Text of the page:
You have been in contact with criminals like Charles Manson and John Wayne Gacy. Can you tell me how this began?
Joe Coleman: I’ve corresponded with a lot of people that I thought had a lot to say, that were philosophers in their own certain way. Manson is a great philosopher and I remember the first time he really struck me. I started to get fascinated by him when he was in court and said, “Look down on me and you’ll see a fool. Look up at me and you’ll see a God. Look me in the eyes and you’ll see yourself.” He’s absolutely right. For many years, he spoke these really compelling arguments. I don’t have any defense for the murders committed, I don’t defend that at all, I’m totally against that, but what I’m saying is, “Listen to the word of the person who is in pain; listen to the word of someone who’s pushed to that degree; somebody who could speak that eloquently of his own pain.”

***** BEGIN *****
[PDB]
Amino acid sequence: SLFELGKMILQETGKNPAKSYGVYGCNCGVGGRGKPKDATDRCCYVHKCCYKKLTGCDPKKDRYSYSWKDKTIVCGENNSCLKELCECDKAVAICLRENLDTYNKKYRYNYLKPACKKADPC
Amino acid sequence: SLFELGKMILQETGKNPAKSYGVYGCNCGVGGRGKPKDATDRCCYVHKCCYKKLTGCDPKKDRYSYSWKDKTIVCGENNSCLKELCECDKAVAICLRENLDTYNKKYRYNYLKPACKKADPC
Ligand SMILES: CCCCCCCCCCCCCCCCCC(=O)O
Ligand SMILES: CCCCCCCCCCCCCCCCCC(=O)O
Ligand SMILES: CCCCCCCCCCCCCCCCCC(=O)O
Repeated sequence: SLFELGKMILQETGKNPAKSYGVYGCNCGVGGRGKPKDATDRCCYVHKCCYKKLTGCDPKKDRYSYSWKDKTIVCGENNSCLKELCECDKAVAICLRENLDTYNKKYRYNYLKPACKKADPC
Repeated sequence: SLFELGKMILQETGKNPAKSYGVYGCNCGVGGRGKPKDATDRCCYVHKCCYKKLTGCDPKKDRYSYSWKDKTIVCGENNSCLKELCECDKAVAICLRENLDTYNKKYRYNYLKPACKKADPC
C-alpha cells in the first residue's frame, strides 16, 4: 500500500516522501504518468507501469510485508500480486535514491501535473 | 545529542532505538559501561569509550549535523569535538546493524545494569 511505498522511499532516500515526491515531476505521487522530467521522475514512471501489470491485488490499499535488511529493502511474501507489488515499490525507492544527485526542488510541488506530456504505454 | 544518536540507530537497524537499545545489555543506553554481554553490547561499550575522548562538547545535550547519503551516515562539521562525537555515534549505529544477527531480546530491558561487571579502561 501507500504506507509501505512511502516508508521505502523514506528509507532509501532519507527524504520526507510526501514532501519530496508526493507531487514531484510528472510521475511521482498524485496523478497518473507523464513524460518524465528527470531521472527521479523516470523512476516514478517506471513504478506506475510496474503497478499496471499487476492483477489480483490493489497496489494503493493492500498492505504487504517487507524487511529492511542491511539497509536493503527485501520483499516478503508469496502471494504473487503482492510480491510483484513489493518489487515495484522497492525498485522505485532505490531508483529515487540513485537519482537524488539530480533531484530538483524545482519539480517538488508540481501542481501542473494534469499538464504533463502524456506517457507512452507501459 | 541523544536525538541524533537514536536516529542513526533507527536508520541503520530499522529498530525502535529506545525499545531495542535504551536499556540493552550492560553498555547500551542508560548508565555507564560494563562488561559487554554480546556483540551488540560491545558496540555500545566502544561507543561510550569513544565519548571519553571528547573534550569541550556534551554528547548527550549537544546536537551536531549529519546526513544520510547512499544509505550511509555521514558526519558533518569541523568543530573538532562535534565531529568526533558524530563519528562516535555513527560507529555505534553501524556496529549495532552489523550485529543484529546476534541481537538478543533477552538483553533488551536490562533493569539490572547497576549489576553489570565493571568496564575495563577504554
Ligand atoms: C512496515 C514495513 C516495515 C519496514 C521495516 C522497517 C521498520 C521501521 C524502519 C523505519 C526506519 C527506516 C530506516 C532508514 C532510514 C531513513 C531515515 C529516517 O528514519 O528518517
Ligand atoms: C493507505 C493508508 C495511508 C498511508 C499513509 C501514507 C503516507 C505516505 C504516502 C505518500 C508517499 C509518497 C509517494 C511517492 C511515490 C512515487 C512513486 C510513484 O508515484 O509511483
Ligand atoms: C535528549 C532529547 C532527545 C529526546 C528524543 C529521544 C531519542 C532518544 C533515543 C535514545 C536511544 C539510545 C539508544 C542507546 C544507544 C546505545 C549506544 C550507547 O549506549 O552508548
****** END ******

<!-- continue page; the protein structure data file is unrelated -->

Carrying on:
I also admire Charles Bronson who was being incarcerated in the UK for longer than anyone else, as far as I know, but he never killed anyone. He is certainly a violent offender but he’s got a brilliant mind, and he speaks of the pain and the misfits of society–and I care about the misfits. They deserve a voice. If society wants to learn anything, listen to the voice, don’t squash it out. When somebody finds out that they have cancer and they’re trying to express it to someone who does not have cancer, it’s uncomfortable for the person who’s listening. In fact, the person who’s listening almost feels like the mere mention of the word ‘cancer’ can cause them to have the disease as well. It makes them wanna remove themselves from the connection. But if you really want to avoid cancer, then you better listen and talk with that person and not ignore them!
Continues after the jump…